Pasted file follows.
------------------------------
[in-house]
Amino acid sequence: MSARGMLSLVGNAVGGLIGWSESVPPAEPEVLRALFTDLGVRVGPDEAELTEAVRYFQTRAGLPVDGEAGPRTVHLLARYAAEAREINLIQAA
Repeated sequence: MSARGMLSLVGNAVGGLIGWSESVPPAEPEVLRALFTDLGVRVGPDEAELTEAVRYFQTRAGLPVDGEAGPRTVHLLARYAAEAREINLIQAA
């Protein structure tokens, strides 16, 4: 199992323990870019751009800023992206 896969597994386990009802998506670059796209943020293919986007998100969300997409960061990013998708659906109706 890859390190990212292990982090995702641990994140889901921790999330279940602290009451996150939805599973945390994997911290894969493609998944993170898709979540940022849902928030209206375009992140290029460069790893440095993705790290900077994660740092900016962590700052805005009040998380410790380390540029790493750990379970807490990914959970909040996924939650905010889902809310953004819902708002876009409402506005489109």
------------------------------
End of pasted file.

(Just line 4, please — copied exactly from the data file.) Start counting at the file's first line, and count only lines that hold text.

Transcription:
């Protein structure tokens, strides 16, 4: 199992323990870019751009800023992206 896969597994386990009802998506670059796209943020293919986007998100969300997409960061990013998708659906109706 890859390190990212292990982090995702641990994140889901921790999330279940602290009451996150939805599973945390994997911290894969493609998944993170898709979540940022849902928030209206375009992140290029460069790893440095993705790290900077994660740092900016962590700052805005009040998380410790380390540029790493750990379970807490990914959970909040996924939650905010889902809310953004819902708002876009409402506005489109």